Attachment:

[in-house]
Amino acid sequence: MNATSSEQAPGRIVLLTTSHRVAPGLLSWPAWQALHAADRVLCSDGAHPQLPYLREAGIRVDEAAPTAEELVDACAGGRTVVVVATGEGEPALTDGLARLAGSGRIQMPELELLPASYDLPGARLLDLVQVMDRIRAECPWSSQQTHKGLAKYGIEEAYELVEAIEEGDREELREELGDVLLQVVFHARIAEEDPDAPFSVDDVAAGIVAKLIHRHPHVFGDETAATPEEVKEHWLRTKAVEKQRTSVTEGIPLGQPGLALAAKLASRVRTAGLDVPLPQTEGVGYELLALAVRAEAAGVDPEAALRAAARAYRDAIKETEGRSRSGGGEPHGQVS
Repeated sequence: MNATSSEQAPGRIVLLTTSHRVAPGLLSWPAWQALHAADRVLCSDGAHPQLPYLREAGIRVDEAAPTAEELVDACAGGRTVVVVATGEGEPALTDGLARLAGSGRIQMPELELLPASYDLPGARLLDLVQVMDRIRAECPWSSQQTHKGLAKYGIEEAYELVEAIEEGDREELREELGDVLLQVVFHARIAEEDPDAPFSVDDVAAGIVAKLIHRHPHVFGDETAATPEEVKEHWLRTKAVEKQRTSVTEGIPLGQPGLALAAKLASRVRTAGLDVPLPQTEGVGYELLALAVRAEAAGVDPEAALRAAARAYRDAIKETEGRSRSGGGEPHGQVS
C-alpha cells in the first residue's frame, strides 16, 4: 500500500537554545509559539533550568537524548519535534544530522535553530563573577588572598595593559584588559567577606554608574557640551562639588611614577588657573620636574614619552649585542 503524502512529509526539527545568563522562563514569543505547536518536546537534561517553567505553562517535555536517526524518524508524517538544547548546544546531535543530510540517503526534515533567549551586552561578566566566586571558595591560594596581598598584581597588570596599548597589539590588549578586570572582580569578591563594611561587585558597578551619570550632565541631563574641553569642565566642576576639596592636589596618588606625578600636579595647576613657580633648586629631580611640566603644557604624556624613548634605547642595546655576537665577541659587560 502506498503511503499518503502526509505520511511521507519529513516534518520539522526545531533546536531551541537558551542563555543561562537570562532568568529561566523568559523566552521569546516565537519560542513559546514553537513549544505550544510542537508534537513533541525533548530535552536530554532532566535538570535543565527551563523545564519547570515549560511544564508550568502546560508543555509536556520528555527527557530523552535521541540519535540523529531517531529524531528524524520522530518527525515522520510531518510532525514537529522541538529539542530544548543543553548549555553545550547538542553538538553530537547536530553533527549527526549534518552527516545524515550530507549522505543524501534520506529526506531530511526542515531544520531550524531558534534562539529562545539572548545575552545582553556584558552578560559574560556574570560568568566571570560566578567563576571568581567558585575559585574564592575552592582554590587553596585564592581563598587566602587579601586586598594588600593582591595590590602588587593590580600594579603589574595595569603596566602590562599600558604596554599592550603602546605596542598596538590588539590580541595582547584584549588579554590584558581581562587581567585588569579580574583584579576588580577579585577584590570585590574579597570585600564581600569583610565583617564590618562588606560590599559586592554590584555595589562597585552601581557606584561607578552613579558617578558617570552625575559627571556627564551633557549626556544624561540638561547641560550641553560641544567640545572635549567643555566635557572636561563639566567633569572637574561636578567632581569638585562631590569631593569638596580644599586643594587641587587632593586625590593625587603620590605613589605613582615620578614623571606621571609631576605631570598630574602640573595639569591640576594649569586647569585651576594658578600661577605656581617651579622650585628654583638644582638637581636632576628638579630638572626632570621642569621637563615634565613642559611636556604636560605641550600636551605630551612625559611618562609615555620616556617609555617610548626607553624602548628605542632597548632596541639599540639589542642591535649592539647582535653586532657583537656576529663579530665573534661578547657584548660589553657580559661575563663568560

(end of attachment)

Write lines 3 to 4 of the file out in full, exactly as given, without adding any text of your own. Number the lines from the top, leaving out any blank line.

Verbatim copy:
Repeated sequence: MNATSSEQAPGRIVLLTTSHRVAPGLLSWPAWQALHAADRVLCSDGAHPQLPYLREAGIRVDEAAPTAEELVDACAGGRTVVVVATGEGEPALTDGLARLAGSGRIQMPELELLPASYDLPGARLLDLVQVMDRIRAECPWSSQQTHKGLAKYGIEEAYELVEAIEEGDREELREELGDVLLQVVFHARIAEEDPDAPFSVDDVAAGIVAKLIHRHPHVFGDETAATPEEVKEHWLRTKAVEKQRTSVTEGIPLGQPGLALAAKLASRVRTAGLDVPLPQTEGVGYELLALAVRAEAAGVDPEAALRAAARAYRDAIKETEGRSRSGGGEPHGQVS
C-alpha cells in the first residue's frame, strides 16, 4: 500500500537554545509559539533550568537524548519535534544530522535553530563573577588572598595593559584588559567577606554608574557640551562639588611614577588657573620636574614619552649585542 503524502512529509526539527545568563522562563514569543505547536518536546537534561517553567505553562517535555536517526524518524508524517538544547548546544546531535543530510540517503526534515533567549551586552561578566566566586571558595591560594596581598598584581597588570596599548597589539590588549578586570572582580569578591563594611561587585558597578551619570550632565541631563574641553569642565566642576576639596592636589596618588606625578600636579595647576613657580633648586629631580611640566603644557604624556624613548634605547642595546655576537665577541659587560 502506498503511503499518503502526509505520511511521507519529513516534518520539522526545531533546536531551541537558551542563555543561562537570562532568568529561566523568559523566552521569546516565537519560542513559546514553537513549544505550544510542537508534537513533541525533548530535552536530554532532566535538570535543565527551563523545564519547570515549560511544564508550568502546560508543555509536556520528555527527557530523552535521541540519535540523529531517531529524531528524524520522530518527525515522520510531518510532525514537529522541538529539542530544548543543553548549555553545550547538542553538538553530537547536530553533527549527526549534518552527516545524515550530507549522505543524501534520506529526506531530511526542515531544520531550524531558534534562539529562545539572548545575552545582553556584558552578560559574560556574570560568568566571570560566578567563576571568581567558585575559585574564592575552592582554590587553596585564592581563598587566602587579601586586598594588600593582591595590590602588587593590580600594579603589574595595569603596566602590562599600558604596554599592550603602546605596542598596538590588539590580541595582547584584549588579554590584558581581562587581567585588569579580574583584579576588580577579585577584590570585590574579597570585600564581600569583610565583617564590618562588606560590599559586592554590584555595589562597585552601581557606584561607578552613579558617578558617570552625575559627571556627564551633557549626556544624561540638561547641560550641553560641544567640545572635549567643555566635557572636561563639566567633569572637574561636578567632581569638585562631590569631593569638596580644599586643594587641587587632593586625590593625587603620590605613589605613582615620578614623571606621571609631576605631570598630574602640573595639569591640576594649569586647569585651576594658578600661577605656581617651579622650585628654583638644582638637581636632576628638579630638572626632570621642569621637563615634565613642559611636556604636560605641550600636551605630551612625559611618562609615555620616556617609555617610548626607553624602548628605542632597548632596541639599540639589542642591535649592539647582535653586532657583537656576529663579530665573534661578547657584548660589553657580559661575563663568560